Personnel Index - Detail

First Names
William Alexander
Service Number
Crew Position
Flight Engineer
PoW Date
Lancaster JA892
PoW Camp(s)
PoW Number



49Sqn Association

Image courtesy of Graham Boyd

Andy Anderson, Don Sheehy (US Army) and William Boyd in Stalag IVB

Image courtesy of Graham Boyd


William Boyd in "his seat" at Duxford in 2005.

17/18 August, 1943; PEENEMUNDE:

This was a 'special' raid in which Bomber Command was tasked to attempt a night time precision raid on the German research establishment at Peenemunde, on the Baltic coast. It was here that the V-2 rockets were built and tested.

It was essential that a decisive blow be struck against this target, and crews were made well aware at briefing that they would have to return the following evening if sufficient damage was not incurred. Such was the importance of this raid, that most of the squadrons operating, were led by their Wing Commanders. A force of 596 bombers started leaving their home airfields on a pleasantly warm summer’s evening. Twelve Lancasters had been detailed from the squadron and at 21.35 the first aircraft and crew speed down Fiskerton's runway. Five miles beyond the runway’s end lay the city of Lincoln with its majestic Cathedral silhouetted against the setting sun. Most of 49 Squadron's aircraft bombed from about 7,000ft. By this time, the German controllers had realised the real target and had re-directed the night fighters. In conjunction with strong flak defences, the fighters took a heavy toll of bombers, especially the 3rd and final wave. For the first time the German fighters were using a new weapon, codenamed 'Schrage-Music'. It consisted of two 30mm cannon mounted to point upwards from the fuselage. So equipped the pilot slipped underneath an unsuspecting bomber and aimed shells up into the wing fuel tanks. Once perfected, an experienced crew could bring a bomber down using very few rounds. Forty aircraft fell, with 5 Group losing 17 - Fiskerton had 4 Lancasters shot down, one-third of those dispatched by 49 Squadron.

Sgt Charles Robinson and crew were attacked and shot down after bombing. The fighter attacked from the rear... rear gunner F/Sgt Jack Wallner RCAF managed to shout a warning to the pilot before both he and the enemy opened fire. Five of the crew managed to make their desperate escape but unfortunately both gunners perished.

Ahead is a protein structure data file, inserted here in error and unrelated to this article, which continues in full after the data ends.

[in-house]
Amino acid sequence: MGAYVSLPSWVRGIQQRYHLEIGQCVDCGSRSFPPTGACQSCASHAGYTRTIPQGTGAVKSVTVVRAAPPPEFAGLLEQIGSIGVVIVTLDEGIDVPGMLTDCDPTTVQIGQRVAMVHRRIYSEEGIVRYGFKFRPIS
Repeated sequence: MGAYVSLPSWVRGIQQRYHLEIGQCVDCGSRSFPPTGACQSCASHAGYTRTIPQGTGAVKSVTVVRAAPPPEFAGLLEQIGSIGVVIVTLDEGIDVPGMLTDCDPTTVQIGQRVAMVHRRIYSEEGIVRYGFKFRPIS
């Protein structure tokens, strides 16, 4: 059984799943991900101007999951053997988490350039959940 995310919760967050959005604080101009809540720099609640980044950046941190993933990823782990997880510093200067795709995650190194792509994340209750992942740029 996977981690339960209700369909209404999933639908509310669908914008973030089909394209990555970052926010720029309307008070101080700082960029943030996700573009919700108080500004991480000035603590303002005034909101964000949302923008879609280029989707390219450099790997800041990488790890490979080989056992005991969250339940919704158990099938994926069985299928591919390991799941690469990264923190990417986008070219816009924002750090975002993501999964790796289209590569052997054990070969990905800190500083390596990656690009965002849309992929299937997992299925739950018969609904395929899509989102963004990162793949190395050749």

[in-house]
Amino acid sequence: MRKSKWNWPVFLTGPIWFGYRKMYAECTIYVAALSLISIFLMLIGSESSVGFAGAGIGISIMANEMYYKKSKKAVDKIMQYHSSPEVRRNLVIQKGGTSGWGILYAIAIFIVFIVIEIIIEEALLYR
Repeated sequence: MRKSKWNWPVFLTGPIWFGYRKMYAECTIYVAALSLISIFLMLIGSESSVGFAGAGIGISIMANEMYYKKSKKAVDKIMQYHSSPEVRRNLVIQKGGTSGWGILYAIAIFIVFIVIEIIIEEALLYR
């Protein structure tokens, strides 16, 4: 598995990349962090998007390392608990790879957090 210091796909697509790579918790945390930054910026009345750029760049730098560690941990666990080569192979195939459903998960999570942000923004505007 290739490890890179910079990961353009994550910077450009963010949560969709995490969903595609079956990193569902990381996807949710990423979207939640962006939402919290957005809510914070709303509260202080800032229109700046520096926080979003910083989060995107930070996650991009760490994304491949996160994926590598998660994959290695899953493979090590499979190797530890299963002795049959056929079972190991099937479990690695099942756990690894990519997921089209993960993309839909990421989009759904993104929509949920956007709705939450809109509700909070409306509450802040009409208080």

Lancaster JA892
Sgt C Robinson Pilot (P.o.W.)
Sgt W. Boyd F/E (P.o.W.)
F/O P.F. Duckham Nav (P.o.W.)
Sgt A.F. Anderson W/AG (P.o.W.)
Sgt D. Parkin A/G (Killed)
F/O W.J. Lowe B/A (P.o.W.)
F/S J. Wallner RCAF A/G (Killed)

Crew on their 13th operation

Click here for a crew photo extracted from the Squadron photograph of April 1943.

The first page of handwritten notes which make up the memoirs

The first page of his handwritten memoirs

Sgt Boyd's unfinished memoirs are in the documents section

Click for a larger version

An “Aiming Point” award for the raid on Hamburg – ironically he was standing in for another Flight Engineer. He never received one with his regular crew!

Image courtesy of Graham Boyd

A painting Graham Boyd had commissioned showing one of his father’s aircraft .......“O – Oboe” above Lincoln Cathedral.

Courtesy of Graham Boyd

William Boyd presenting a replica “blower” which could cook food using heat from a scrap of coal to the curator of the Stalag IVb museum in Muhlberg in June 2005. A close up image can be viewed in the PoW and Evaders Gallery.

A page from William Boyd's logbook.

A page from Sgt Boyd's logbook. Kindly provided by Graham Boyd

Click here to view the entire logbook in a new window (2.1mb PDF file)


In the 1980s William Boyd's son who was working in the US managed to locate Don Sheehy.

Click on the image to read the article which describes their reunion.


The Caterpillar Club badge awarded to Sgt Boyd following his escape by parachute.
(Image kindly spotted on an auction site by Andrew Macdonald)

'Posted Out' in 2008